Rev. Henrik Grape is coordinator of the World Council of Churches Working Group on Climate Change. His reflections below appear in an abridged format. For his full-length text, please click on the link below this interview.
Q: Do you believe we have finally entered a time when the threatening consequences of climate change are sinking into our shared consciousness?
Rev. Grape: After being active in the climate debates, in the ecumenical and interreligious discussions, and in advocacy work with not so much of a visible impact on policies and action, I am wondering if we are getting closer to the point where we should have been 20 years ago, a point that says that humanity needs to choose another way if we are going to secure a decent future for coming generations and save ecosystems and people. It seems clear that we need a fundamental shift of how we build societies on planet Earth. We have to change our focus from “can”we decrease emissions of greenhouse gases to what we must do to decrease them. It is time to leave the concepts of competition and market forces as the models for development since they are never going to work on a planet with finite resources.
Q: Hasn’t it become more and more clear that humanity’s impact on our climate is for real?
Rev. Grape: More and more people are starting to understand that we need to do something big. We are about to start the largest transformation since the start of the industrial era in the very late 19th century. Sometimes people of faith are accused of exaggerating with the biggest word they can find. And to talk about a fundamental transition could be exaggerating if the situation was not so urgent and particularly severe for the whole planet.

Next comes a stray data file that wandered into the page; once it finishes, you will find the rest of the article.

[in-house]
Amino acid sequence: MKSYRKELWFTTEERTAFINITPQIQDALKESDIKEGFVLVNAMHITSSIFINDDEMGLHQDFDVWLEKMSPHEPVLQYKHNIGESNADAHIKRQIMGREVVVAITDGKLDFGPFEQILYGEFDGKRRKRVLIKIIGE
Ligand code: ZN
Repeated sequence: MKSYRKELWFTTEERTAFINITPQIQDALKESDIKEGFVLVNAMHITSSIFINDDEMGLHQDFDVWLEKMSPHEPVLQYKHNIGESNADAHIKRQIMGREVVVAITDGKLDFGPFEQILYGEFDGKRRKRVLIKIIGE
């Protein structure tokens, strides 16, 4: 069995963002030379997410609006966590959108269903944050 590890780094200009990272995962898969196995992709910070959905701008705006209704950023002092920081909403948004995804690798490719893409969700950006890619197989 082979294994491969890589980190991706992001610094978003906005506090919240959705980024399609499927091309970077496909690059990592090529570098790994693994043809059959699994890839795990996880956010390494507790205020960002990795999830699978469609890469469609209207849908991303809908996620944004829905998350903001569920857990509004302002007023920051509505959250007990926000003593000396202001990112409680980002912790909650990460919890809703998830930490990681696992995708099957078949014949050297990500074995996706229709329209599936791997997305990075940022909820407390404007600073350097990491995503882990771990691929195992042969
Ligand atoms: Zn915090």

This is the time to use those words. Humanity has never been of such a huge importance to the future of planet Earth. But when more people are actually seeing the worrying path we are walking, those who cling to the industrial concept of development become more and more loud. This is not surprising since their power and influence over the economic agenda are threatened. And nationalistic movements often tend to romanticize the golden days of industrial development and point to this concept as the future.
Q: Can you reflect on what you have termed “the Greta effect?”
Rev. Grape: When a Swedish teenager, Greta Thunberg, with full attention to climate change goes outside the traditional way of activism and goes on school strike, sitting outside the Swedish parliament every day before the general election in fall 2018, it is a sign of the times. It is a starting point for a movement among young people all over the world.
After years of years of people getting more and more anxious over climate change and more worried about the effects of environmental destruction, this seems to be the time to give space for the protest against the madness of a society of grownups who don’t pay attention to the serious and urgent situation. What we see today in school strikes on every continent is not possible to ignore anymore. It is not about the innocence of the youth that will go away when they will learn what real life is about. They are actually pointing at what a future real life is about. And it is not the way that most of those in power are pointing.
Read the full text of Rev. Grape's reflection
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